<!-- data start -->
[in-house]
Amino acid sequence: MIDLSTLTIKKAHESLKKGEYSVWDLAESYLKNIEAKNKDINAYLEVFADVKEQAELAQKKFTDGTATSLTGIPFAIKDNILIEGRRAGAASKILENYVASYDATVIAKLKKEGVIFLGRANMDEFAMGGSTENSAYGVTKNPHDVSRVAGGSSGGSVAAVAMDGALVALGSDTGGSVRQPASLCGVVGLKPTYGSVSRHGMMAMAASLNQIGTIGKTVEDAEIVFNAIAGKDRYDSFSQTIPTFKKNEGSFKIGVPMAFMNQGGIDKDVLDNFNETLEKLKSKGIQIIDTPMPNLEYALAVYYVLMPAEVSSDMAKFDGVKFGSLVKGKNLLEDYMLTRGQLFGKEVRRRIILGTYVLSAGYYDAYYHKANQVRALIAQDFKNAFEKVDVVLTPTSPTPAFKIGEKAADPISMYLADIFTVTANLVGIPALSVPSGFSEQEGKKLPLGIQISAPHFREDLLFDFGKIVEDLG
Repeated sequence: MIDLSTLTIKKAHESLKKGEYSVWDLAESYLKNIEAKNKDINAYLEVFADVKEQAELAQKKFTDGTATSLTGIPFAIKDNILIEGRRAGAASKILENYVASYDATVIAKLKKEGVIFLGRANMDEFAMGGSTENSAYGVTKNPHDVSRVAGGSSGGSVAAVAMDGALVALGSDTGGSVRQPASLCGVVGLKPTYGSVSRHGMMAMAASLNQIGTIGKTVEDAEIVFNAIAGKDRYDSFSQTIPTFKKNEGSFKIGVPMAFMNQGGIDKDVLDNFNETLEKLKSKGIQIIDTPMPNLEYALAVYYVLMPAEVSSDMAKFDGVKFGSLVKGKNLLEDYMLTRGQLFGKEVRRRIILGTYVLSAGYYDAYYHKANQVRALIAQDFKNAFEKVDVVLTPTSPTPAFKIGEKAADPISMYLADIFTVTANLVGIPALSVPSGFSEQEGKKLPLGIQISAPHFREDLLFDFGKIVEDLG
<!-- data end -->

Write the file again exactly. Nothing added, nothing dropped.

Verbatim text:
[in-house]
Amino acid sequence: MIDLSTLTIKKAHESLKKGEYSVWDLAESYLKNIEAKNKDINAYLEVFADVKEQAELAQKKFTDGTATSLTGIPFAIKDNILIEGRRAGAASKILENYVASYDATVIAKLKKEGVIFLGRANMDEFAMGGSTENSAYGVTKNPHDVSRVAGGSSGGSVAAVAMDGALVALGSDTGGSVRQPASLCGVVGLKPTYGSVSRHGMMAMAASLNQIGTIGKTVEDAEIVFNAIAGKDRYDSFSQTIPTFKKNEGSFKIGVPMAFMNQGGIDKDVLDNFNETLEKLKSKGIQIIDTPMPNLEYALAVYYVLMPAEVSSDMAKFDGVKFGSLVKGKNLLEDYMLTRGQLFGKEVRRRIILGTYVLSAGYYDAYYHKANQVRALIAQDFKNAFEKVDVVLTPTSPTPAFKIGEKAADPISMYLADIFTVTANLVGIPALSVPSGFSEQEGKKLPLGIQISAPHFREDLLFDFGKIVEDLG
Repeated sequence: MIDLSTLTIKKAHESLKKGEYSVWDLAESYLKNIEAKNKDINAYLEVFADVKEQAELAQKKFTDGTATSLTGIPFAIKDNILIEGRRAGAASKILENYVASYDATVIAKLKKEGVIFLGRANMDEFAMGGSTENSAYGVTKNPHDVSRVAGGSSGGSVAAVAMDGALVALGSDTGGSVRQPASLCGVVGLKPTYGSVSRHGMMAMAASLNQIGTIGKTVEDAEIVFNAIAGKDRYDSFSQTIPTFKKNEGSFKIGVPMAFMNQGGIDKDVLDNFNETLEKLKSKGIQIIDTPMPNLEYALAVYYVLMPAEVSSDMAKFDGVKFGSLVKGKNLLEDYMLTRGQLFGKEVRRRIILGTYVLSAGYYDAYYHKANQVRALIAQDFKNAFEKVDVVLTPTSPTPAFKIGEKAADPISMYLADIFTVTANLVGIPALSVPSGFSEQEGKKLPLGIQISAPHFREDLLFDFGKIVEDLG